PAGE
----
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Distributional effects of a carbon tax on car fuels in France

  • Bureau, Benjamin

This paper analyses the distributional effects of alternative scenarios of carbon taxes on car fuels using disaggregated French panel data from 2003 to 2006. It incorporates household price responsiveness that differs across income groups into a consumer surplus measure of tax burden. Carbon taxation is regressive before revenue recycling. However, taking into account the benefits from congestion reduction induced by the tax mitigates regressivity. We show also that recycling additional revenues from the carbon tax either in equal amounts to each household or according to household size makes poorest households better off.

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Article provided by Elsevier in its journal Energy Economics.

Volume (Year): 33 (2011)
Issue (Month): 1 (January)
Pages: 121-130

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Handle: RePEc:eee:eneeco:v:33:y:2011:i:1:p:121-130
Contact details of provider: Web page: http://www.elsevier.com/locate/eneco

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  1. Eliasson, Jonas & Mattsson, Lars-Göran, 2006. "Equity effects of congestion pricing: Quantitative methodology and a case study for Stockholm," Transportation Research Part A: Policy and Practice, Elsevier, vol. 40(7), pages 602-620, August.
  2. Ian W. H. Parry & Margaret Walls & Winston Harrington, 2007. "Automobile Externalities and Policies," Journal of Economic Literature, American Economic Association, vol. 45(2), pages 373-399, June.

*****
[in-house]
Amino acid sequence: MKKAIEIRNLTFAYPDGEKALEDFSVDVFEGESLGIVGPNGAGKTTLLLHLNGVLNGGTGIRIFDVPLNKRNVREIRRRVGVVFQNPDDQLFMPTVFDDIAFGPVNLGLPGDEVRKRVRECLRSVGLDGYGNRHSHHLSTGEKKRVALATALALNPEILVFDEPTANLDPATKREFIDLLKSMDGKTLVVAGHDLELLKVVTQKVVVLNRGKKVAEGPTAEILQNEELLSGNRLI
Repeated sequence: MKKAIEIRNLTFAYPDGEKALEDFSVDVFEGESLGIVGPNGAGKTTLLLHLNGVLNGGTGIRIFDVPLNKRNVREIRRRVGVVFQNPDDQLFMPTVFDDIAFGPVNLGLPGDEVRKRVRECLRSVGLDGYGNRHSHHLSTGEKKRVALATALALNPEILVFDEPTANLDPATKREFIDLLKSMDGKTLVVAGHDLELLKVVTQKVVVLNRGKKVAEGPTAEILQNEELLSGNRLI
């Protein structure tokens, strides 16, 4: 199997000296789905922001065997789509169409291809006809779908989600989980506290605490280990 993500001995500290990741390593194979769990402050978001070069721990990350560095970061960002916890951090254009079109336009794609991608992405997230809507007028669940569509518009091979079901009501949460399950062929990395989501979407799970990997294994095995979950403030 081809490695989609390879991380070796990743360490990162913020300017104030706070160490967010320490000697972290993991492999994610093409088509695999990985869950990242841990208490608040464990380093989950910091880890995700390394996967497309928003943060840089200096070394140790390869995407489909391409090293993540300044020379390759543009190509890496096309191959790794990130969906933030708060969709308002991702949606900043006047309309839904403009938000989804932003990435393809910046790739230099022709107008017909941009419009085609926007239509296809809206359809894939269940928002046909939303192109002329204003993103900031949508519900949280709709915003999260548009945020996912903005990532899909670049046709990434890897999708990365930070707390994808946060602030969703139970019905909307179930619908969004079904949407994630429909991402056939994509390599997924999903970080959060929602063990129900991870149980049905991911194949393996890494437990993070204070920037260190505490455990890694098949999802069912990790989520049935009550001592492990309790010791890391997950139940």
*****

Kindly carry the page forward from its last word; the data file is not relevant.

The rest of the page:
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  4. Antonio M. Bento & Lawrence H. Goulder & Emeric Henry & Mark R. Jacobsen & Roger H. von Haefen, 2005. "Distributional and Efficiency Impacts of Gasoline Taxes: An Econometrically Based Multi-market Study," American Economic Review, American Economic Association, vol. 95(2), pages 282-287, May.
  5. James M. Poterba, 1991. "Is the Gasoline Tax Regressive?," NBER Chapters, in: Tax Policy and the Economy, Volume 5, pages 145-164 National Bureau of Economic Research, Inc.
  6. Michael K. Berkowitz & Nancy Gallini & Eric Miller & Rob Wolfe, 1990. "Disaggregate Analysis of the Demand for Gasoline," Canadian Journal of Economics, Canadian Economics Association, vol. 23(2), pages 253-75, May.
  7. Bento, Antonio M. & Goulder, Lawrence H. & Jacobsen, Mark R. & von Haefen, Roger H., 2007. "Distributional and Efficiency Impacts of Increased U.S. Gasoline Taxes," Working Papers 127021, Cornell University, Department of Applied Economics and Management.
  8. Erling Røed Larsen, 2006. "Distributional effects of environmental taxes on transportation: evidence from Engel curves in the United States," Journal of Consumer Policy, Springer, vol. 29(3), pages 301-318, September.
  9. Goldberg, Pinelopi Koujianou, 1998. "The Effects of the Corporate Average Fuel Efficiency Standards in the US," Journal of Industrial Economics, Wiley Blackwell, vol. 46(1), pages 1-33, March.
  10. Daniel J. Graham & Stephen Glaister, 2002. "The Demand for Automobile Fuel: A Survey of Elasticities," Journal of Transport Economics and Policy, London School of Economics and University of Bath, vol. 36(1), pages 1-25, January.
  11. Bureau, Benjamin & Glachant, Matthieu, 2008. "Distributional effects of road pricing: Assessment of nine scenarios for Paris," Transportation Research Part A: Policy and Practice, Elsevier, vol. 42(7), pages 994-1007, August.
  12. West, Sarah E., 2004. "Distributional effects of alternative vehicle pollution control policies," Journal of Public Economics, Elsevier, vol. 88(3-4), pages 735-757, March.
  13. Nijman, Theo & Verbeek, Marno, 1992. "Nonresponse in Panel Data: The Impact on Estimates of a Life Cycle Consumption Function," Journal of Applied Econometrics, John Wiley & Sons, Ltd., vol. 7(3), pages 243-57, July-Sept.
  14. A. de Palma & C. Fontan, 2001. "Choix modal et valeur du temps en Ile-de-France," THEMA Working Papers 2001-20, THEMA (THéorie Economique, Modélisation et Applications), Université de Cergy-Pontoise.
  15. Dubin, Jeffrey A & McFadden, Daniel L, 1984. "An Econometric Analysis of Residential Electric Appliance Holdings and Consumption," Econometrica, Econometric Society, vol. 52(2), pages 345-62, March.
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